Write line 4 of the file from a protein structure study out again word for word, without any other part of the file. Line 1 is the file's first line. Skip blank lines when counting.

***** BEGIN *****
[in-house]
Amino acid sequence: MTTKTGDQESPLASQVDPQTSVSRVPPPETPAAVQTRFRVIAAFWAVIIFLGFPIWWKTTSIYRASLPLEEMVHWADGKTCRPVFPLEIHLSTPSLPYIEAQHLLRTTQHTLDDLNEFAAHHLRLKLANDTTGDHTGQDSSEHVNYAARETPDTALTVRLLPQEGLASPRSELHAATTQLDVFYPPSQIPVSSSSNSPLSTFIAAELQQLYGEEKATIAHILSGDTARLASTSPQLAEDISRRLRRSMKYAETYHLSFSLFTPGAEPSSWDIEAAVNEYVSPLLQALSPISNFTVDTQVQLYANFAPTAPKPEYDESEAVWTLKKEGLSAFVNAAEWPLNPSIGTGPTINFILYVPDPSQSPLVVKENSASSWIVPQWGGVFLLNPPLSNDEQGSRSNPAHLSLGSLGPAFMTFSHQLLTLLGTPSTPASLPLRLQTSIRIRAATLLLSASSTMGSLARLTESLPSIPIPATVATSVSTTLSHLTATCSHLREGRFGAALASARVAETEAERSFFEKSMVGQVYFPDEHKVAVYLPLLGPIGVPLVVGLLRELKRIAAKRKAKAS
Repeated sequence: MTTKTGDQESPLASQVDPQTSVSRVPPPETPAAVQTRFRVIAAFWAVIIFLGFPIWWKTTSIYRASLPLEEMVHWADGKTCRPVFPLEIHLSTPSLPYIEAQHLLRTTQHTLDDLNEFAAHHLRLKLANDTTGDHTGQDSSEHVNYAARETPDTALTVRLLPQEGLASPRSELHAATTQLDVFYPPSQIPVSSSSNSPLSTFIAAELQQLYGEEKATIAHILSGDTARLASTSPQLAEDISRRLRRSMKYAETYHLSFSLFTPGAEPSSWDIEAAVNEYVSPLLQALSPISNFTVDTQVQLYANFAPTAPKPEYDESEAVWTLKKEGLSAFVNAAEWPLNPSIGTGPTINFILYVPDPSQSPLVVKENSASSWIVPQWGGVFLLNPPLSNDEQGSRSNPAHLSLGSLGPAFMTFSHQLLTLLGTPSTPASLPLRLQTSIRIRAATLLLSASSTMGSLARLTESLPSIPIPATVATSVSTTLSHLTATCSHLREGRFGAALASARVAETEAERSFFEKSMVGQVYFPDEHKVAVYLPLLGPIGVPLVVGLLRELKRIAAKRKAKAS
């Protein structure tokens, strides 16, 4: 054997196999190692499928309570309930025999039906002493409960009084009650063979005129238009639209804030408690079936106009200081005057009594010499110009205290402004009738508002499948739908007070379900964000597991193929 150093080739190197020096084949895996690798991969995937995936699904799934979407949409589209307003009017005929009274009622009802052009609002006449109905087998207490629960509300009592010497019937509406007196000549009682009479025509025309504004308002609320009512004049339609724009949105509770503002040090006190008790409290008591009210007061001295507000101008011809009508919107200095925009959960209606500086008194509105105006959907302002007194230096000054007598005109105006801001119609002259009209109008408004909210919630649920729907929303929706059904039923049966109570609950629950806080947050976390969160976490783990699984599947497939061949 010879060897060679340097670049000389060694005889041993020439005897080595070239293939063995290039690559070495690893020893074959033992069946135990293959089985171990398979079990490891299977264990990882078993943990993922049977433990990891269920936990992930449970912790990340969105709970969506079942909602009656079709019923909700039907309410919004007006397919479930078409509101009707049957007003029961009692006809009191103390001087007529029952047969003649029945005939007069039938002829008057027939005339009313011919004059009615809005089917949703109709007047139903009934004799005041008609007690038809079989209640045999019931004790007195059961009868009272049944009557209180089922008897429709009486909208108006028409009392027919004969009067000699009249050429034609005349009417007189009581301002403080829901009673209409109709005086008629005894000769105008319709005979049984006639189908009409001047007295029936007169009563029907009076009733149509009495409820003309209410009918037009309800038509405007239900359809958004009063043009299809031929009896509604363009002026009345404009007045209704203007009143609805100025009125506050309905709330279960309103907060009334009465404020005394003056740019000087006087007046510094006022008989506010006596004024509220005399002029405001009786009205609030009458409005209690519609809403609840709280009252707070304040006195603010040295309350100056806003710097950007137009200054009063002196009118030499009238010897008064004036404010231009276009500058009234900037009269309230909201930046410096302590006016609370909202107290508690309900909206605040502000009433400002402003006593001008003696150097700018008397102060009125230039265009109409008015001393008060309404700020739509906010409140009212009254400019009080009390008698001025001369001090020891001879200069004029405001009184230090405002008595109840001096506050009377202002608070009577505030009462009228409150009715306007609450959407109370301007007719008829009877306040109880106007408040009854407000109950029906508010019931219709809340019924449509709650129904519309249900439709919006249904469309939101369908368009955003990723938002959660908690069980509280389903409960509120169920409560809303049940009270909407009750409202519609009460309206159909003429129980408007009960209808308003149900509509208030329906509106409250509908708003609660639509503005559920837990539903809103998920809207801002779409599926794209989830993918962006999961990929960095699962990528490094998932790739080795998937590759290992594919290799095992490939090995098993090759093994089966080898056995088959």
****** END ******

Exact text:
């Protein structure tokens, strides 16, 4: 054997196999190692499928309570309930025999039906002493409960009084009650063979005129238009639209804030408690079936106009200081005057009594010499110009205290402004009738508002499948739908007070379900964000597991193929 150093080739190197020096084949895996690798991969995937995936699904799934979407949409589209307003009017005929009274009622009802052009609002006449109905087998207490629960509300009592010497019937509406007196000549009682009479025509025309504004308002609320009512004049339609724009949105509770503002040090006190008790409290008591009210007061001295507000101008011809009508919107200095925009959960209606500086008194509105105006959907302002007194230096000054007598005109105006801001119609002259009209109008408004909210919630649920729907929303929706059904039923049966109570609950629950806080947050976390969160976490783990699984599947497939061949 010879060897060679340097670049000389060694005889041993020439005897080595070239293939063995290039690559070495690893020893074959033992069946135990293959089985171990398979079990490891299977264990990882078993943990993922049977433990990891269920936990992930449970912790990340969105709970969506079942909602009656079709019923909700039907309410919004007006397919479930078409509101009707049957007003029961009692006809009191103390001087007529029952047969003649029945005939007069039938002829008057027939005339009313011919004059009615809005089917949703109709007047139903009934004799005041008609007690038809079989209640045999019931004790007195059961009868009272049944009557209180089922008897429709009486909208108006028409009392027919004969009067000699009249050429034609005349009417007189009581301002403080829901009673209409109709005086008629005894000769105008319709005979049984006639189908009409001047007295029936007169009563029907009076009733149509009495409820003309209410009918037009309800038509405007239900359809958004009063043009299809031929009896509604363009002026009345404009007045209704203007009143609805100025009125506050309905709330279960309103907060009334009465404020005394003056740019000087006087007046510094006022008989506010006596004024509220005399002029405001009786009205609030009458409005209690519609809403609840709280009252707070304040006195603010040295309350100056806003710097950007137009200054009063002196009118030499009238010897008064004036404010231009276009500058009234900037009269309230909201930046410096302590006016609370909202107290508690309900909206605040502000009433400002402003006593001008003696150097700018008397102060009125230039265009109409008015001393008060309404700020739509906010409140009212009254400019009080009390008698001025001369001090020891001879200069004029405001009184230090405002008595109840001096506050009377202002608070009577505030009462009228409150009715306007609450959407109370301007007719008829009877306040109880106007408040009854407000109950029906508010019931219709809340019924449509709650129904519309249900439709919006249904469309939101369908368009955003990723938002959660908690069980509280389903409960509120169920409560809303049940009270909407009750409202519609009460309206159909003429129980408007009960209808308003149900509509208030329906509106409250509908708003609660639509503005559920837990539903809103998920809207801002779409599926794209989830993918962006999961990929960095699962990528490094998932790739080795998937590759290992594919290799095992490939090995098993090759093994089966080898056995088959």